Automatic fire sprinklers are individually heat-activated, and tied into a network of piping with water under pressure. When the heat of a fire raises the sprinkler temperature to its operating point (usually 165ºF), a solder link will melt or a liquid-filled glass bulb will shatter to open that single sprinkler, releasing water directly over the source of the heat. Isn’t science cool?

According to a recent study by the NFPA, when sprinklers operated, they were effective 96 percent of the time, resulting in a combined performance of operating effectively in 87 percent of all reported fires. Sprinklers are effective because they do not rely upon human factors such as familiarity with escape routes or emergency assistance to operate automatically in the area of fire origin. I have seen that, in many cases, it seems wise to eliminate the risk associated with human error. Sprinklers go to work immediately, preventing a fire from growing undetected to a dangerous size, while simultaneously sounding an alarm. In most cases, this prevents the danger of intense heat associated with fast-growing infernos, which are capable of trapping and killing dozens of building occupants.

If you are still on the fence about incorporating a fire sprinkler system into your facility, consider these five fire sprinkler facts, adapted from the National Fire Sprinkler Association (NFSA):

  1. Smoke does not set off fire sprinklers. Sprinklers are activated by heat. In fact, the heat necessary to set off the average sprinkler is anywhere from 150° F to 165°, achievable only by fire. So that’s good. It means the sprinklers won’t go off on a hot day.
  2. The only sprinkler heads that will activate in the event of a fire are the ones located closest to a fire. In 81 percent of structure fires, only one or two sprinkler heads are activated.
  3. Upset couple with a dog sitting in a canoe in their flooded living room, under a leaking ceiling, EPS 8 vector illustration, no transparenciesFire sprinklers produce far less water damage than fire hoses. The average sprinkler discharges just 10-26 gallons of water per minute, while a fire hose produces 150-250 gallons. In most cases, structures without fire sprinklers are heavily or completely destroyed by the mix of fire and water damage caused by fire hoses.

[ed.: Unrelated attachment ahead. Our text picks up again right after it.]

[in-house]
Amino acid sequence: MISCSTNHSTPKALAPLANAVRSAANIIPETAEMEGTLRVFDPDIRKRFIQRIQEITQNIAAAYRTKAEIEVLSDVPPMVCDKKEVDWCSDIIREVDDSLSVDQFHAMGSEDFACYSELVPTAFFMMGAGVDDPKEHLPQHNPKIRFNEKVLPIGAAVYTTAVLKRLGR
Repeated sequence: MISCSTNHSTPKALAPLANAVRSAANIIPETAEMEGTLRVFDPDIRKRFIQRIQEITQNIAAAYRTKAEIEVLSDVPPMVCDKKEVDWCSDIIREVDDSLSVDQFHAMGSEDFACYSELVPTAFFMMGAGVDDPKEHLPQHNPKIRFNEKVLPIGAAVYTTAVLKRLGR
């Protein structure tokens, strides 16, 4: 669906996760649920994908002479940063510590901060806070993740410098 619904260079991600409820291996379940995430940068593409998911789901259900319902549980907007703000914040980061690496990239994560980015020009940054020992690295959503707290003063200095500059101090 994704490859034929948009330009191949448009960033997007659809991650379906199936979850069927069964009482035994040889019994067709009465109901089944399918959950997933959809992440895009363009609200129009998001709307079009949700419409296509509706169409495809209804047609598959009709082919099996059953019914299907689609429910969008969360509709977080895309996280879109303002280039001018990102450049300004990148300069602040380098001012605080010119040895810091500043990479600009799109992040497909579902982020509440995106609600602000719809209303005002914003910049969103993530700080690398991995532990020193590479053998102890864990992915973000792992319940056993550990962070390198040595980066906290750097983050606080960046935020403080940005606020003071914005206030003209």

4. Nationally, fire sprinklers cost $1.61 per square foot of coverage. Overall, the cost of installing fire sprinklers is comparable to installing carpeting or cabinets. Most insurance companies provide discounts to businesses and homeowners that have fire sprinklers, which compounded over time can pay back the costs. Isn’t it hard to put a price on safety?
  5. Fire sprinklers are not unsightly. Modern advances in fire sprinkler technology have enabled architects, contractors and designers to install fire sprinklers into residential properties and businesses in ways that are aesthetically pleasing and concealing. In fact, most people do not even notice fire sprinklers.

Over the past two decades, building codes have increasingly called for sprinklers throughout buildings for life safety, especially buildings in which rapid evacuation of occupants is difficult or the hazard posed by contents is high. That is a good thing! And, according to the NFSA, “Aside from firefighting and explosion fatalities, there has never been a multiple loss of life in a fully-sprinklered building due to fire or smoke.”

Fire sprinklers buy time. Time buys life. Remember that safety is a daily priority, not just where fire safety is concerned. So be sure to think about ways to #BeSafe all of the time. A convenient and affordable way to make sure you are prepared for disasters and emergencies of virtually every kind is to subscribe to the RJWestmore Training System by Universal Fire/Life Safety Services, which has been designed to help improve and save lives. For more information about the best system out there, or to subscribe, click here.

 

Posted in BE SAFE, Disaster Preparedness, Fire Life Safety Training, Fire Safety, Fires, Holiday Safety, Safety at Home

Holiday Toy and Gift Safety

fireplace and fir-tree and christmas socksDecember is National Safe Toys and Gifts Month, so designated by the U.S. Consumer Product Safety Commission (CPSC), to raise awareness about potentially hazardous toys. Since toy purchases are at an all-time high during the holidays, we thought it a good idea to highlight the campaign with this week’s blog post.

Part of the CPSC initiatives include third-party testing laboratories which check toys for lead and phthalate limits, so they can identify dangerous toys before they reach consumer shelves. I would love to be a Greenies and rawhide tester! I’d weigh 250 pounds, but my tail would be wagging all of the time! The commission also produces safety alerts. For example, one highlights the choking hazards of plastic film coverings that are on many toys.

children playing together at homeTypes of toys to avoid this holiday season:

  • Scooters and similar riding toys. Since the popular Razor Scooter’s launch in 2000, there has been a sharp increase in ER visits due to falls associated with the toys. Avoid giving these types of toys as gifts, since they lead to numerous serious accidents every year—especially when operated without a helmet. If you do buy a scooter, be sure to include a properly-fitted helmet, as well.
  • Toys with small parts. Pay attention to the warning labels on toy boxes, because they provide guidelines relative to choking hazards as well as age-appropriateness. Lego sets and other similar toys are fun, but they don’t work for toddlers, since the kits come with lots of small choking hazards. In addition, my paws always stomp on those sharp Lego pieces! I nearly lacerated my pad the other day! A good rule of thumb is to place or imagine the toy- part-in-question fitting inside a toilet paper roll. If it fits, then it’s too small.